Veteran operator Arthur Smith, 1070-Indianapolis, IN, has been recognized by the IndyGo agency for an outstanding safety record. Since beginning his career in 1979, Smith has made safety a priority and logged more than a million miles without an accident. He was honored with his family at halftime during a recent Indiana Fever basketball game. ATU salutes Brother Smith for his exceptional career-long commitment to safety and the example he sets for all bus drivers.
A group of 81 public transportation unions and advocacy groups is pushing Congress to increase federal funding for bus companies in a transportation spending bill that is coming up for renewal at the end of the month.
Lawmakers are facing a July 31 deadline for the expiration of current infrastructure funding, and they are considering both short- and long-term potential extensions to help pay for the nation’s transportation projects.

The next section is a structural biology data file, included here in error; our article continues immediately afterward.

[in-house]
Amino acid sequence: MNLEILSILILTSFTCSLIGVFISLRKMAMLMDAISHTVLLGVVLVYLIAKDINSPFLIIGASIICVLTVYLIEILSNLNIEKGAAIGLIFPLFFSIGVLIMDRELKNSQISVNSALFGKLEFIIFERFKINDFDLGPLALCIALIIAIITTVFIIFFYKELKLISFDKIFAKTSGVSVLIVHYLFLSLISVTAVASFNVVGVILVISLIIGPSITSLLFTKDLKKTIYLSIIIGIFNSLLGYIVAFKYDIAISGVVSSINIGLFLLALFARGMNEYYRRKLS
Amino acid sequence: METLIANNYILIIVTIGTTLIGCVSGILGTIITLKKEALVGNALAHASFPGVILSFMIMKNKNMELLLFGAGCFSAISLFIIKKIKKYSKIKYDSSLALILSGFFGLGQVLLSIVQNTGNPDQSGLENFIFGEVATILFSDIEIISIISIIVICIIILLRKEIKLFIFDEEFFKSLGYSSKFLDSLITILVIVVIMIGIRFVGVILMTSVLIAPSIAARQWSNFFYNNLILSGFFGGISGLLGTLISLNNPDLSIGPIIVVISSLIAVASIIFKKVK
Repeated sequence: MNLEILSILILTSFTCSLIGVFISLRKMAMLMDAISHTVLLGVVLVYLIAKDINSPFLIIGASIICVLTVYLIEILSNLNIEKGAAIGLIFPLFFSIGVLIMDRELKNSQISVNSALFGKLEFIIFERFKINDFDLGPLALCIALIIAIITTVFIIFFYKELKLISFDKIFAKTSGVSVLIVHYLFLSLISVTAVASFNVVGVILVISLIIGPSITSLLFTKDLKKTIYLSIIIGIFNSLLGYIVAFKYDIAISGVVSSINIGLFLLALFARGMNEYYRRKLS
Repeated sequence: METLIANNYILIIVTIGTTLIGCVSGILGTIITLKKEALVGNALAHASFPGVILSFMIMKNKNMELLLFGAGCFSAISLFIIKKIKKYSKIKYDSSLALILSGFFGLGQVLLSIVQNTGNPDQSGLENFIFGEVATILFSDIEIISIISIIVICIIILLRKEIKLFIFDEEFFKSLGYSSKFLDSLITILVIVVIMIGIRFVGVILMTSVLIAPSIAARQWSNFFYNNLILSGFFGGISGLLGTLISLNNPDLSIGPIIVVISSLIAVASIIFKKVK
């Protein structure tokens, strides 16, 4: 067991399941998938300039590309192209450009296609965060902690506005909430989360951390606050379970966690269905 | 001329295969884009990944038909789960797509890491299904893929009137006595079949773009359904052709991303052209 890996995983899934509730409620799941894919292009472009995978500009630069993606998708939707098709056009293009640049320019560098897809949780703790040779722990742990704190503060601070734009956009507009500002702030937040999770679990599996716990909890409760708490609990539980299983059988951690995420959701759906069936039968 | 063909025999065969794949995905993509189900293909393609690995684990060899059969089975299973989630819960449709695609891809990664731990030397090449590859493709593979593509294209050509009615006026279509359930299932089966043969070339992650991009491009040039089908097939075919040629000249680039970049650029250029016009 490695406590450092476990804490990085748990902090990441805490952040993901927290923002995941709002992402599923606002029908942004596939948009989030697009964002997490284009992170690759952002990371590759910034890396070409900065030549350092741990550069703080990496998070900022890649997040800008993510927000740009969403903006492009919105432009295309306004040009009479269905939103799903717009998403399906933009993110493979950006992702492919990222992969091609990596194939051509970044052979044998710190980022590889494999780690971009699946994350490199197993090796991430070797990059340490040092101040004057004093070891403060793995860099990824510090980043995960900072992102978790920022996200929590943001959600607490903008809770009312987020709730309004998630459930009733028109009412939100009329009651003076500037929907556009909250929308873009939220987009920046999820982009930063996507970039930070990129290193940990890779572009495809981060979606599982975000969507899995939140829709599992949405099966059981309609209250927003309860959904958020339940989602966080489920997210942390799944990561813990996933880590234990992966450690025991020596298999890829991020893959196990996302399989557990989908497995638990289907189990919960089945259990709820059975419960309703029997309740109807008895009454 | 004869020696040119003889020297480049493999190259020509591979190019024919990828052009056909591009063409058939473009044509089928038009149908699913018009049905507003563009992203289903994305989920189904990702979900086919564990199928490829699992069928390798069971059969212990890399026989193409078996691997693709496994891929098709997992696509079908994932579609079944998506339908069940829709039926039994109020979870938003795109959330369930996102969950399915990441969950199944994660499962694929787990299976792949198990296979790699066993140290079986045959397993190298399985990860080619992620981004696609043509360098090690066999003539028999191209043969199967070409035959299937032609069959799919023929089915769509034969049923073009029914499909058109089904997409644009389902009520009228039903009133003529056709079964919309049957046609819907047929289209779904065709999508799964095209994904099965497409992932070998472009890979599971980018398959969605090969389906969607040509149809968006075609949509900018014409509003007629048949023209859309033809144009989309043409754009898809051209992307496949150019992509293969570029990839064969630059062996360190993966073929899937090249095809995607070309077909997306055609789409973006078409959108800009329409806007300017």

The transit groups, who were organized by the Amalgamated Transit Union (ATU) and Community Transportation Association of America (CTAA), said Congress should reverse a 2012 decision to cut funding for buses in last two-year transportation bill that was approved by lawmakers.
“The splitting of the Section 5309 Capital program into three separate programs under MAP-21 reduced dedicated bus capital funding under that section from $980 million to $440 million,” the groups wrote to the top lawmakers on the Senate Banking Committee.”Unfortunately the new Bus and Bus Facilities formula program under Section 5339 is less than half of previous Section 5309 levels, and modest increases elsewhere have failed to make up the difference,” the groups continued.
The transportation measure that is expiring on July 31 is a second extension of the 2012 infrastructure bill, which was known as the Moving Ahead for Progress in the 21st Century act.